Makes me wish I'd gotten myself a digital camera back in the States, where I've figured out they are a bit less expensive. When I do get one, I plan to use it to decorate this blog space... themes like Modern Sculptures! (Seoul is full of modernistic outdoor sculpture of the sort that you generally find in office parks in the United States.) Or churches. Seoul has many breathtakingly ugly churches - which if I take many photos of churches I will include a few of just for comparative purposes - but also some fairly attractive modernistic churches.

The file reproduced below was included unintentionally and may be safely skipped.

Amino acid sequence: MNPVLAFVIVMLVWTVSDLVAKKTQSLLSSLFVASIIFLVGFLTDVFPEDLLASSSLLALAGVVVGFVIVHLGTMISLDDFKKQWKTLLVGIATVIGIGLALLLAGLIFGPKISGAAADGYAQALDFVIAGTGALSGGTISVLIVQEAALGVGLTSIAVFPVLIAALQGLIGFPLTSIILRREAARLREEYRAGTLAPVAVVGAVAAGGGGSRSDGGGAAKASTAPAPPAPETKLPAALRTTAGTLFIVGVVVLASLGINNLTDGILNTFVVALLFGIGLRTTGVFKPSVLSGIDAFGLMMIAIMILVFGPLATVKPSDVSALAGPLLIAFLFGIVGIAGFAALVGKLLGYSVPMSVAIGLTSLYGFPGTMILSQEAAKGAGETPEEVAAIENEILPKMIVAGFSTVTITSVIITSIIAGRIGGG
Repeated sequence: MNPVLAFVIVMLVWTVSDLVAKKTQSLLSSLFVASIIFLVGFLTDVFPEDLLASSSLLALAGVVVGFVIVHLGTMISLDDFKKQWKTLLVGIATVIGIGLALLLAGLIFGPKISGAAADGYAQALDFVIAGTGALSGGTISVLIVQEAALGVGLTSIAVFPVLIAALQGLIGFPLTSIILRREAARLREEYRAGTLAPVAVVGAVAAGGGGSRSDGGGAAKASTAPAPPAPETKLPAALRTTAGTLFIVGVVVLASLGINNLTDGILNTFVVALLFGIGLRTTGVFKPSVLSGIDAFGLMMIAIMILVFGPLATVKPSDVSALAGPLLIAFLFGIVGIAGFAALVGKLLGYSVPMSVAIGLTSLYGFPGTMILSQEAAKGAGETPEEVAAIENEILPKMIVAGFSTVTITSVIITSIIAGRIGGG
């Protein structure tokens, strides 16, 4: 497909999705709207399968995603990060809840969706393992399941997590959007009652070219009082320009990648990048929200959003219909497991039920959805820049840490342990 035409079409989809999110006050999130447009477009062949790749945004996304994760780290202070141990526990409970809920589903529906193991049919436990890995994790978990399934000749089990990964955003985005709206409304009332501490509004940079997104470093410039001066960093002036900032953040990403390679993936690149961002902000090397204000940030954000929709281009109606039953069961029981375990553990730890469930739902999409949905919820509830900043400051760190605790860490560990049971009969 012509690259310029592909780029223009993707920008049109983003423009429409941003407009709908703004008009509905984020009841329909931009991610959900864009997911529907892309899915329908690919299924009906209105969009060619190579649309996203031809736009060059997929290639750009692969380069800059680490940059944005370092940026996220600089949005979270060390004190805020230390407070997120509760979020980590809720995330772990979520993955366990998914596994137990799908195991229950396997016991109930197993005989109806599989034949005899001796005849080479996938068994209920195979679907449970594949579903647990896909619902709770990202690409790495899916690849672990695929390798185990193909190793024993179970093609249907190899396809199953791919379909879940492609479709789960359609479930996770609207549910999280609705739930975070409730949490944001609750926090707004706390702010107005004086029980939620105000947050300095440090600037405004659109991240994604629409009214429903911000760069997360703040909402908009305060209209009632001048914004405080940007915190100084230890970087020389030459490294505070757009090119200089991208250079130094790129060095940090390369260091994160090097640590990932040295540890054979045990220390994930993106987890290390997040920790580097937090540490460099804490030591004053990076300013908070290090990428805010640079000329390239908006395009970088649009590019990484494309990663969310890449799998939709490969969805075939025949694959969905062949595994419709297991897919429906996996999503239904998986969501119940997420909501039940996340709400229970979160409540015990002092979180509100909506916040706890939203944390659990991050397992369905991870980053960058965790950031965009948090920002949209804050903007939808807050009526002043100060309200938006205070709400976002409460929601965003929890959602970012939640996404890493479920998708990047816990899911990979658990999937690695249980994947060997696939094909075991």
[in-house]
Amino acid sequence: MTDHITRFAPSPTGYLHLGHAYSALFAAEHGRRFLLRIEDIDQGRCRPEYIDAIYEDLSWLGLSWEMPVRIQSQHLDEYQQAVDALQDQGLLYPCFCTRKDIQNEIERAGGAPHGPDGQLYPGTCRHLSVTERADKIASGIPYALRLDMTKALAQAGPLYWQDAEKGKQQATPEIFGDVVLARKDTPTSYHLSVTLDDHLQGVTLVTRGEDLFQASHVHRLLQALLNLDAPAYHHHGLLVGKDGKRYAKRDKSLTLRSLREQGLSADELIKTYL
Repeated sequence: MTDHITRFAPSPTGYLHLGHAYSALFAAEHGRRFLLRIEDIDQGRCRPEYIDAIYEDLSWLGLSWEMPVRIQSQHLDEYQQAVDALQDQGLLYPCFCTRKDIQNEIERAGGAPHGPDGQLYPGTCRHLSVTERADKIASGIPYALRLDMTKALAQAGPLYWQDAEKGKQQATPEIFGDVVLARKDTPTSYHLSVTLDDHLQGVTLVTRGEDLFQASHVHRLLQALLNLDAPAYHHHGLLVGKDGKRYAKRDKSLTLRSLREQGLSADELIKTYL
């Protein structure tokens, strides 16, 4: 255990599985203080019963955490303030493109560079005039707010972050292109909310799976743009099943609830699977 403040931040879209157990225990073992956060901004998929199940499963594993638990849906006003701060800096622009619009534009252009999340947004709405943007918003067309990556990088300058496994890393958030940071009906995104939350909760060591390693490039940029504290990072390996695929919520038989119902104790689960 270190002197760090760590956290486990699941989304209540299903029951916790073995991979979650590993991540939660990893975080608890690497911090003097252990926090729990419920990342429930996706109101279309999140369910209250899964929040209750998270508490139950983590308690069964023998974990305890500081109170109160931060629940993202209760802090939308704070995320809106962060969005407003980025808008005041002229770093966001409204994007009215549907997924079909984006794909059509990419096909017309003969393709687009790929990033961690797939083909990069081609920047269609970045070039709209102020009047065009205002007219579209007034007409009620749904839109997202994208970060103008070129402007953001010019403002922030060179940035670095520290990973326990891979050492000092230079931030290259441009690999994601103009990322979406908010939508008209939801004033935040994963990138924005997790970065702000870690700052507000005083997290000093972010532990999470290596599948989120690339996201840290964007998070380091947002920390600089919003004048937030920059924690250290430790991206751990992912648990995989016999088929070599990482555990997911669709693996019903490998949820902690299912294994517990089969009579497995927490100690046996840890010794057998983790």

But if I do head out alone for the provinces, it's OK if I don't take a camera. Feeling a need to take pictures is distracting, anyway.
Sunday, May 21, 2006
I walked down the full length of the semi-famous E-dae Shopping Street, whose primary purpose is to provide stores for women to go shopping for wedding dresses and other wedding supplies. I made the interesting discovery that one end of this street is anchored by a small cluster of establishments that are obviously brothels. I don't know what conclusions to draw from that.